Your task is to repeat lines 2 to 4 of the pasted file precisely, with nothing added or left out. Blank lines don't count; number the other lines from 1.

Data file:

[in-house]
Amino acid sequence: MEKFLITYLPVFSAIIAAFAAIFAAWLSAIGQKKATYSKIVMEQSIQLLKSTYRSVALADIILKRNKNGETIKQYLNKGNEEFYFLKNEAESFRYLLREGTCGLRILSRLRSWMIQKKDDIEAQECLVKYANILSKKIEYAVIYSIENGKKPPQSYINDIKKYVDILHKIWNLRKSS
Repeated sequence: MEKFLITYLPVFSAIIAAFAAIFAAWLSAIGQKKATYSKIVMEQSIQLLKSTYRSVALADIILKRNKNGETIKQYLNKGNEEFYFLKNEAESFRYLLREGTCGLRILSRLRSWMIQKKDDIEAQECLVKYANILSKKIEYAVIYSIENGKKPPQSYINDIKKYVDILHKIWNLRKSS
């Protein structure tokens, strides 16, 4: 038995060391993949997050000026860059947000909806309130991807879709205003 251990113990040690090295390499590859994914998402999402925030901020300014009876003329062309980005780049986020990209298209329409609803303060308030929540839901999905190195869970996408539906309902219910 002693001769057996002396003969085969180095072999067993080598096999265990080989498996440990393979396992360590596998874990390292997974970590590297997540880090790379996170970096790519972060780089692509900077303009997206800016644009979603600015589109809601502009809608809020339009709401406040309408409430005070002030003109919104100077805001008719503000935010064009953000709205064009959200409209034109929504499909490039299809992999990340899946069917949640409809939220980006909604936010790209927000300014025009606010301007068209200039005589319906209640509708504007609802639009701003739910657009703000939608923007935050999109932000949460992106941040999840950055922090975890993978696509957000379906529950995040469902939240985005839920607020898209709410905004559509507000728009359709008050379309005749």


Amino acid sequence: MEKFLITYLPVFSAIIAAFAAIFAAWLSAIGQKKATYSKIVMEQSIQLLKSTYRSVALADIILKRNKNGETIKQYLNKGNEEFYFLKNEAESFRYLLREGTCGLRILSRLRSWMIQKKDDIEAQECLVKYANILSKKIEYAVIYSIENGKKPPQSYINDIKKYVDILHKIWNLRKSS
Repeated sequence: MEKFLITYLPVFSAIIAAFAAIFAAWLSAIGQKKATYSKIVMEQSIQLLKSTYRSVALADIILKRNKNGETIKQYLNKGNEEFYFLKNEAESFRYLLREGTCGLRILSRLRSWMIQKKDDIEAQECLVKYANILSKKIEYAVIYSIENGKKPPQSYINDIKKYVDILHKIWNLRKSS
């Protein structure tokens, strides 16, 4: 038995060391993949997050000026860059947000909806309130991807879709205003 251990113990040690090295390499590859994914998402999402925030901020300014009876003329062309980005780049986020990209298209329409609803303060308030929540839901999905190195869970996408539906309902219910 002693001769057996002396003969085969180095072999067993080598096999265990080989498996440990393979396992360590596998874990390292997974970590590297997540880090790379996170970096790519972060780089692509900077303009997206800016644009979603600015589109809601502009809608809020339009709401406040309408409430005070002030003109919104100077805001008719503000935010064009953000709205064009959200409209034109929504499909490039299809992999990340899946069917949640409809939220980006909604936010790209927000300014025009606010301007068209200039005589319906209640509708504007609802639009701003739910657009703000939608923007935050999109932000949460992106941040999840950055922090975890993978696509957000379906529950995040469902939240985005839920607020898209709410905004559509507000728009359709008050379309005749």